A Tribute to Honey
Talk to anyone around the farm and they have a story to tell you about Honey’s Echo Rose, aka Honey. Honey was donated to the program in 2003 as a 5-year-old draft cross after she was born in Canada. She was born on a farm that provided urine from pregnant mares for the manufacture of the female hormone drug, Premarin. The down side to this production was the many foals that were born and had no homes. She was purchased “by the pound” through a rescue organization out of California. Pennsylvania resident, Stella Jennings, who had adopted other horses from the rescue had told them she wanted a horse with different coloring. Honey’s coloring is called a rose roan. So, Honey found her home in Pennsylvania as a 6 month old. Thankfully, the drug manufacturer now makes the product using synthetic materials. In Honey’s early days, she didn’t play well with others and always had a private paddock. She was arguably the smartest horse in the barn, always waiting for just the right moment, when the handler/feeder wasn’t paying attention, and she would push her way out of the stall to get to the grass. Even the most seasoned veterans have a story to tell about Honey getting to the grass. Despite her antics in the barn, she was, without question, one of the most patient horses. She was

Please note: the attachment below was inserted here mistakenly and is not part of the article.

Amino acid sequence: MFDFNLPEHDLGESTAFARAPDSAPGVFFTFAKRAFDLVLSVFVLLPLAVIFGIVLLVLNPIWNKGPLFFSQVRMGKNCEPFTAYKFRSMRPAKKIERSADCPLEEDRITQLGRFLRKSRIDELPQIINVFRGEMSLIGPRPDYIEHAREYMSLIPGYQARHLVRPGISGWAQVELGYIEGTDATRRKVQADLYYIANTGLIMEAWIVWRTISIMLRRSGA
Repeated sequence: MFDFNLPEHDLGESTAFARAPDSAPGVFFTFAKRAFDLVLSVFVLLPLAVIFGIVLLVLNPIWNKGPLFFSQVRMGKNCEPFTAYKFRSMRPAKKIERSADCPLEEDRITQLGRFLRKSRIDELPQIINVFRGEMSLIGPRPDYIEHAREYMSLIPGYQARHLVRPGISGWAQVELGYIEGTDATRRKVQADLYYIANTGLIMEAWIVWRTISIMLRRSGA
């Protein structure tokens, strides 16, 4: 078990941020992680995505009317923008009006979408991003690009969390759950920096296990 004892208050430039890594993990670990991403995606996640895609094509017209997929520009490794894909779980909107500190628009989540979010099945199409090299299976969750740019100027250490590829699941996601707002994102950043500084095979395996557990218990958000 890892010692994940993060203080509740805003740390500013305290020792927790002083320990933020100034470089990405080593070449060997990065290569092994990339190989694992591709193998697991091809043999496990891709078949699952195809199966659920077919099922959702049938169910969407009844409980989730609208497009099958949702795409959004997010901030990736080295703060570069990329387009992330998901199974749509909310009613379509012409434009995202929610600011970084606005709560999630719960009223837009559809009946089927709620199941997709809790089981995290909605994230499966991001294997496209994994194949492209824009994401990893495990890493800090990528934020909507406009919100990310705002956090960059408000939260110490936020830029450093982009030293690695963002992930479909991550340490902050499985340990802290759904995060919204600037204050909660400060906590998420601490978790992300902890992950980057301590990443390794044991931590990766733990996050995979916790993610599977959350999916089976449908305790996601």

good to her students; when they needed a moment to compose, she was happy to wait. If she wasn’t sure what the rider was asking, she tried to guess. She was fearless on the trail and was an all-around go-to horse at the farm. It is hard to comprehend the frailty of these large creatures. When a horse gets abdominal pain, it is referred to as colic. On December 23, Honey suffered a serious colic and despite the veterinarian’s very best efforts, was unable to be saved. She was a friend and a partner to many and will not soon be forgotten. Rest easy our dear friend.